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Court monitor determines QuadrigaCX’s inadvertent transfer due to ‘platform setting error’

Bitcoin has gained a lot of attention lately, and as part of Fraud Prevention Month the Winnipeg Police Service want to get the message out to the public how to avoid scams invloving the crypto currency.

The court-appointed monitor overseeing the search for the roughly $260 million owed to clients of the embattled QuadrigaCX cryptocurrency exchange says the bitcoin transfer it “inadvertently” made this month was due to a “platform setting error” that prompted the automatic transaction.

Ernst & Young also said in its second report that it has confirmed that the insolvent company’s cold-storage, or offline wallets, continue to hold approximately 104 bitcoins. It had said that 103 bitcoins had been transferred out on Feb. 6.

“The Monitor understands from Management that the inadvertent transfer occurred due to a platform setting error by the Applicants that resulted in bitcoin being automatically transferred to the Quadriga cold wallets,” it said in the report.

“The Monitor has viewed the wallet addresses that received the cryptocurrency as a result of the setting change and has confirmed that the transfers occurred at the time noted by Management.”

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READ MORE: Cryptocurrency mystery stuns Kelowna neighbourhood where dead CEO owned home

The Vancouver-based exchange was shut down on Jan. 28 after the sudden death of its chief executive and sole director, Gerald Cotten. Roughly $190 million in missing bitcoins and other cryptocurrency is locked in offline digital wallets, also referred to as cold-wallets, as Cotten was the only one who had the encrypted pass codes. In addition, roughly $70 million in cash is owed to roughly 115,000 users of QuadrigaCX, which was once one of Canada’s largest cryptocurrency exchanges.

QuadrigaCX earlier this month was granted creditor protection in a Nova Scotia court, and Ernst & Young was appointed as monitor to oversee the proceedings. During the Feb. 5 initial hearing, QuadrigaCX sought an order to allow the company or the monitor to maintain a cold wallet to hold any cryptocurrency held by QuadrigaCX. The court determined that Ernst & Young would maintain the cold wallet.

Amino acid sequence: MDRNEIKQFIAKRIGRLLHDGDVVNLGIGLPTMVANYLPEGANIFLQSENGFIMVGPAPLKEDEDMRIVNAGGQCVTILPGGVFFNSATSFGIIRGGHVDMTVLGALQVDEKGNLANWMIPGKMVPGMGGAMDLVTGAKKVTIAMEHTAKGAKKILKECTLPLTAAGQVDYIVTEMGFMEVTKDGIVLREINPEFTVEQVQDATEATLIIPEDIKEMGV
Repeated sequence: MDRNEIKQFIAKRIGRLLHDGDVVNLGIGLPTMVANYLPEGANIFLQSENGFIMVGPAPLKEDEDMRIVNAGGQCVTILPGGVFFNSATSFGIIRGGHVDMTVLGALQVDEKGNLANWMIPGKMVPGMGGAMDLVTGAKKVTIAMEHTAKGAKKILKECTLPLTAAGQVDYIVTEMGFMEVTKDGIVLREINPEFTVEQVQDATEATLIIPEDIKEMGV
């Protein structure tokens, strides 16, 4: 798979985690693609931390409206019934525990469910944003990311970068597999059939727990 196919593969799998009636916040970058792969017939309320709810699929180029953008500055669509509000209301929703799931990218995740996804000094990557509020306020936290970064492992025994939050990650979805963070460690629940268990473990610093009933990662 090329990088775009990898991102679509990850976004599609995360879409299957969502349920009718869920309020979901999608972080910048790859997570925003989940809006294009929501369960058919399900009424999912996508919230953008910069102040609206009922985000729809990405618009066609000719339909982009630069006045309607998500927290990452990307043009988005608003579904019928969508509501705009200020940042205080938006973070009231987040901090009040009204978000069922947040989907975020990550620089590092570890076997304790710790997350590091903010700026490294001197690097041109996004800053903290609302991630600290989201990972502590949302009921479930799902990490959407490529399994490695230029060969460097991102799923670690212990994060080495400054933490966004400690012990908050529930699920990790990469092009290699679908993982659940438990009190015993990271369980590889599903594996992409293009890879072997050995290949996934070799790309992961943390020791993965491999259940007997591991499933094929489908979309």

But on Feb. 6, Quadriga “inadvertently transferred” certain cryptocurrency into cold wallets that the company is unable to access.

However, Ernst & Young said in its latest report that QuadrigaCX on Feb. 14 transferred bitcoin, litecoin and other cryptocurrencies over to cold-storage, or offline, wallets controlled by the court-appointed monitor.

WATCH: Cryptocurrency firm in court, clients trying to get funds

Cryptocurrency firm in court, clients trying to get funds
Cryptocurrency firm in court, clients trying to get funds
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The monitor says QuadrigaCX transferred roughly 51.1 bitcoins, 33.3 bitcoin cash, 2,032.7 in bitcoin gold, 822.3 litecoin and 951.5 ether, which will be held pending further order of the court.

The report also says that the cryptocurrency exchange has “no accessible funds” to fund its creditor protection proceedings and pay creditors other than interim financing provided by Cotten’s widow Jennifer Robertson, who is now a director at Quadriga “which will be exhausted in the near term.”

Ernst & Young says there are three immediate sources of funds available, such as bank drafts and money held by third-party processors, and the company and the monitor are taking steps to facilitate access.

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